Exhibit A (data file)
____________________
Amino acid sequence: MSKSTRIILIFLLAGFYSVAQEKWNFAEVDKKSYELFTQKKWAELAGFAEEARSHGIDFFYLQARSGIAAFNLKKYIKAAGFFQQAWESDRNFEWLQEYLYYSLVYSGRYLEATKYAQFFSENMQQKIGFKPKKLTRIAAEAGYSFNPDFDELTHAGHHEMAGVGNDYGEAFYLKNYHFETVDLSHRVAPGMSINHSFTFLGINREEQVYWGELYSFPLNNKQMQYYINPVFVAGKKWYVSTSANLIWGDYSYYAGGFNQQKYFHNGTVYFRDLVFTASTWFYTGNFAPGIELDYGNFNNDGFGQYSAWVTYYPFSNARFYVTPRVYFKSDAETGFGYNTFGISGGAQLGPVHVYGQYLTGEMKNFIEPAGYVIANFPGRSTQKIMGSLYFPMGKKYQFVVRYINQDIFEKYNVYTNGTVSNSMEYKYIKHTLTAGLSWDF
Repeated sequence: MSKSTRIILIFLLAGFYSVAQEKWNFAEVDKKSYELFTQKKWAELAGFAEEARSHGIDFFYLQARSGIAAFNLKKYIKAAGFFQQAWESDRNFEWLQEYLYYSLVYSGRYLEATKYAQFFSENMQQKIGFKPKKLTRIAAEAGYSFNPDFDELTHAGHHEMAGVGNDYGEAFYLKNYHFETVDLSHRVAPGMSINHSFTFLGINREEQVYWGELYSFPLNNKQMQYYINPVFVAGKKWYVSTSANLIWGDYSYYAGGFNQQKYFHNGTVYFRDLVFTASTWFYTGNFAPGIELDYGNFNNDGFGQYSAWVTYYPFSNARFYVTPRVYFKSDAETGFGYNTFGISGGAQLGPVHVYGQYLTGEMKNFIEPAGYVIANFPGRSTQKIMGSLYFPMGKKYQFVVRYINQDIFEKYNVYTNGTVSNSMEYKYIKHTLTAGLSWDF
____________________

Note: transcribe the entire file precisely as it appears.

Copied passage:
Amino acid sequence: MSKSTRIILIFLLAGFYSVAQEKWNFAEVDKKSYELFTQKKWAELAGFAEEARSHGIDFFYLQARSGIAAFNLKKYIKAAGFFQQAWESDRNFEWLQEYLYYSLVYSGRYLEATKYAQFFSENMQQKIGFKPKKLTRIAAEAGYSFNPDFDELTHAGHHEMAGVGNDYGEAFYLKNYHFETVDLSHRVAPGMSINHSFTFLGINREEQVYWGELYSFPLNNKQMQYYINPVFVAGKKWYVSTSANLIWGDYSYYAGGFNQQKYFHNGTVYFRDLVFTASTWFYTGNFAPGIELDYGNFNNDGFGQYSAWVTYYPFSNARFYVTPRVYFKSDAETGFGYNTFGISGGAQLGPVHVYGQYLTGEMKNFIEPAGYVIANFPGRSTQKIMGSLYFPMGKKYQFVVRYINQDIFEKYNVYTNGTVSNSMEYKYIKHTLTAGLSWDF
Repeated sequence: MSKSTRIILIFLLAGFYSVAQEKWNFAEVDKKSYELFTQKKWAELAGFAEEARSHGIDFFYLQARSGIAAFNLKKYIKAAGFFQQAWESDRNFEWLQEYLYYSLVYSGRYLEATKYAQFFSENMQQKIGFKPKKLTRIAAEAGYSFNPDFDELTHAGHHEMAGVGNDYGEAFYLKNYHFETVDLSHRVAPGMSINHSFTFLGINREEQVYWGELYSFPLNNKQMQYYINPVFVAGKKWYVSTSANLIWGDYSYYAGGFNQQKYFHNGTVYFRDLVFTASTWFYTGNFAPGIELDYGNFNNDGFGQYSAWVTYYPFSNARFYVTPRVYFKSDAETGFGYNTFGISGGAQLGPVHVYGQYLTGEMKNFIEPAGYVIANFPGRSTQKIMGSLYFPMGKKYQFVVRYINQDIFEKYNVYTNGTVSNSMEYKYIKHTLTAGLSWDF